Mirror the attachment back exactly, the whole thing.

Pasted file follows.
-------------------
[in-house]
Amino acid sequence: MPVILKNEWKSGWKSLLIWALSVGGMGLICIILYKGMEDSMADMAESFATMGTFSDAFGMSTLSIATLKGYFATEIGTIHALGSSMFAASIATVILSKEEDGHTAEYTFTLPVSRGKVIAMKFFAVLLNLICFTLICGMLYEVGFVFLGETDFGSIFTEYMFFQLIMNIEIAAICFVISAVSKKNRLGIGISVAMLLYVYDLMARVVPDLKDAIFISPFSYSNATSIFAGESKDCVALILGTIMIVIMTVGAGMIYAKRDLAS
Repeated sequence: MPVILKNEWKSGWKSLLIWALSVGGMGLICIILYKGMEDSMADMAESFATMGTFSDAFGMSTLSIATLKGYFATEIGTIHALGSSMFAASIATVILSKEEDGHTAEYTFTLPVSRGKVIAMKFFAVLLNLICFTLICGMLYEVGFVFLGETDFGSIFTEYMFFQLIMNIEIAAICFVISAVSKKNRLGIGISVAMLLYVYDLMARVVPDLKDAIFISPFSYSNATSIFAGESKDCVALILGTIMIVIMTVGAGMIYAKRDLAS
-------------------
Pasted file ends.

[in-house]
Amino acid sequence: MPVILKNEWKSGWKSLLIWALSVGGMGLICIILYKGMEDSMADMAESFATMGTFSDAFGMSTLSIATLKGYFATEIGTIHALGSSMFAASIATVILSKEEDGHTAEYTFTLPVSRGKVIAMKFFAVLLNLICFTLICGMLYEVGFVFLGETDFGSIFTEYMFFQLIMNIEIAAICFVISAVSKKNRLGIGISVAMLLYVYDLMARVVPDLKDAIFISPFSYSNATSIFAGESKDCVALILGTIMIVIMTVGAGMIYAKRDLAS
Repeated sequence: MPVILKNEWKSGWKSLLIWALSVGGMGLICIILYKGMEDSMADMAESFATMGTFSDAFGMSTLSIATLKGYFATEIGTIHALGSSMFAASIATVILSKEEDGHTAEYTFTLPVSRGKVIAMKFFAVLLNLICFTLICGMLYEVGFVFLGETDFGSIFTEYMFFQLIMNIEIAAICFVISAVSKKNRLGIGISVAMLLYVYDLMARVVPDLKDAIFISPFSYSNATSIFAGESKDCVALILGTIMIVIMTVGAGMIYAKRDLAS